In Claire’s experience, 3D printing is still an up-and-coming skill in the OT world and applications in clinical areas are still emerging. There are a number of OTs already using 3D printers to supplement their practice, but there are a few hurdles to contend with. One hurdle is learning how to accurately design items themselves. Getting an engineer involved has benefits, but also drawbacks, since collaboration will take time and we want to get these items to our clients quickly. Operating and maintaining a 3D printer is another hurdle. Being able to operate and repair one will require some technical skills. Surprisingly, 3D printer technicians are hard to come by!

Success Story:

How has Claire used 3D printing to help a patient? Claire had a client who had difficulty accessing her patio. She was a wheelchair user and had very limited shoulder and hip mobility. She accidentally locked herself outside a few times because the patio door closed with the wind. Because accessing her patio was so important to her, and added to her quality of life, Claire needed to design a doorstop that she could use from the wheelchair. Claire created a corner doorstop that would fit into the doorjamb and would stay put when she wheeled herself out onto the patio. It took three trials until they had one that met her needs, and she was finally able to access her patio safely.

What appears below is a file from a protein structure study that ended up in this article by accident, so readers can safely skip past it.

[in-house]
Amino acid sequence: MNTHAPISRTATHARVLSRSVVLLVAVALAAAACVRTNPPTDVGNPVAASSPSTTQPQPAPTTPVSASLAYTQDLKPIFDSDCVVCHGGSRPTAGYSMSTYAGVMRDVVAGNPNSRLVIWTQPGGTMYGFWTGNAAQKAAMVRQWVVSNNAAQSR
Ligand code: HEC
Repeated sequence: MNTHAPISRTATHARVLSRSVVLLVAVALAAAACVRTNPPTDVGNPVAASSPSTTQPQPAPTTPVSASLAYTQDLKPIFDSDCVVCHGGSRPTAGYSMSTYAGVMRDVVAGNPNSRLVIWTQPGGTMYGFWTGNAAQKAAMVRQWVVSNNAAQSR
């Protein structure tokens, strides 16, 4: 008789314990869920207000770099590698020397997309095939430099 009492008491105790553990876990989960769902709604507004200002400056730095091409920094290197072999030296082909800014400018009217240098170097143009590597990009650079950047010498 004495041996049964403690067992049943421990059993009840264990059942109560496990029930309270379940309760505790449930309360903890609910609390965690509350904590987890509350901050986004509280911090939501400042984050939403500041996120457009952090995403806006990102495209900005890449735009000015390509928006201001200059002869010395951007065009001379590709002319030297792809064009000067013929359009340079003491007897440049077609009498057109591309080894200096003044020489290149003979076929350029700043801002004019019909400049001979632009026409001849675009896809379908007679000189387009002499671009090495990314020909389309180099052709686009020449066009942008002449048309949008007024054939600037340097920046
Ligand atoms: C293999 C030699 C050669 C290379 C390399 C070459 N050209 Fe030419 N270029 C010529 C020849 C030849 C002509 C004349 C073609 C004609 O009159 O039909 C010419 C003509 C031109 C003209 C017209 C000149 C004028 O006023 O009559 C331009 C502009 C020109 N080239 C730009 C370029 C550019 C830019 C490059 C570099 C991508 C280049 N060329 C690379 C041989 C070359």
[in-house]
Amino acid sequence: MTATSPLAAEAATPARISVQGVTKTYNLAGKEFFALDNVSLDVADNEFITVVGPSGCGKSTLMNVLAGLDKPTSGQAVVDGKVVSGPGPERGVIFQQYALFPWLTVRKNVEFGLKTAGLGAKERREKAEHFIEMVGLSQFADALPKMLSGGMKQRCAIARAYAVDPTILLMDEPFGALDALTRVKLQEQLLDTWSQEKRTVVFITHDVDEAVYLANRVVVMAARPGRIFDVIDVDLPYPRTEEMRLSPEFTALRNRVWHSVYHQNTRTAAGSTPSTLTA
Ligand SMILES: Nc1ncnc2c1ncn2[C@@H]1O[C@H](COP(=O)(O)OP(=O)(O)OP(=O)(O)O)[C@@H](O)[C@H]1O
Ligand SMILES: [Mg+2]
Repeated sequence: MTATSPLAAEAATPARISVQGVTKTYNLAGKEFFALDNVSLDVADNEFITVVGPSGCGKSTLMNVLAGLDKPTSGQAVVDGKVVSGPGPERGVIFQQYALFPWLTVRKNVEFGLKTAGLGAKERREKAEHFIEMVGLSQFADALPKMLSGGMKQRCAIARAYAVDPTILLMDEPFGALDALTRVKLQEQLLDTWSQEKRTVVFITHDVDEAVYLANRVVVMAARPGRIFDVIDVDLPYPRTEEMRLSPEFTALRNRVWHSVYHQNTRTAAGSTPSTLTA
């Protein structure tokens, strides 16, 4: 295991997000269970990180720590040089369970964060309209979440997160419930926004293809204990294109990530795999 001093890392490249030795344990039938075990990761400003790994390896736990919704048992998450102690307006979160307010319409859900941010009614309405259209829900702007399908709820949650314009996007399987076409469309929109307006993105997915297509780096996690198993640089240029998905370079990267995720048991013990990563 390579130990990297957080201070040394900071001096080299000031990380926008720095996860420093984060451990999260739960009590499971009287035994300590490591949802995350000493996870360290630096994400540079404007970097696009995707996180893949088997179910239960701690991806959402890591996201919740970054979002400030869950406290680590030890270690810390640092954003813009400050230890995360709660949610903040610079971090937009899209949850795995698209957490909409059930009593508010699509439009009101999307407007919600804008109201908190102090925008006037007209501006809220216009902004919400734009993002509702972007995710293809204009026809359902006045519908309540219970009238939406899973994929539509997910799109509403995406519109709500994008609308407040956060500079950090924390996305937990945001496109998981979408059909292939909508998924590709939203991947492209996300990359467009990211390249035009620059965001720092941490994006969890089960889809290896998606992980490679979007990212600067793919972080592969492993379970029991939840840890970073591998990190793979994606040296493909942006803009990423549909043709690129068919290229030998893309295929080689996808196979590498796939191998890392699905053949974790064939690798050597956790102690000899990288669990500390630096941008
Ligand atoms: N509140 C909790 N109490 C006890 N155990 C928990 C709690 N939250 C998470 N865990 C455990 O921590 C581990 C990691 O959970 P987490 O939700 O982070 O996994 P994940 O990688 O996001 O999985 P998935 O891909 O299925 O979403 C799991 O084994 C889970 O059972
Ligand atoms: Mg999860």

Looking to the Future:

Claire can see 3D printing becoming more accessible with a growing number of user-friendly and affordable printers on the market. Filament is also getting better, with more bio-compatible filaments being engineered. Improved 3D scanning enables customized items to become more refined. She hopes to see 3D printing grow since it gives OTs the freedom to create, trial, and customize adaptive equipment for our clients.

While there is no doubt that technology helps us care for our patients in many ways; personal connection, supportive care and hands-on therapy are at the core of how we treat our patients. But you can be sure, we will also use all the help we can get from new and existing technologies.

Keep on your feet!


Dan Sheehy is a Physical Therapist and the owner of Mobile PT, based in San Diego’s North County. Mobile PT strives to keep seniors strong and secure, decreasing fear and risk of falling. Our mission is to keep seniors confident and safe where they live to maximize their quality of life and maintain their independence.

Deep Dive: In emerging fields such as artificial intelligence, sensor technology, robotics, additive manufacturing and new materials., there is enormous potential for new AT solutions that capitalize on emerging technological advances.  (Sarah Abdi, Irene Kitsara, Mark S. Hawley & L. P. de Witte 2021). Want more info? Check out the below article on emerging technologies and their potential for this field.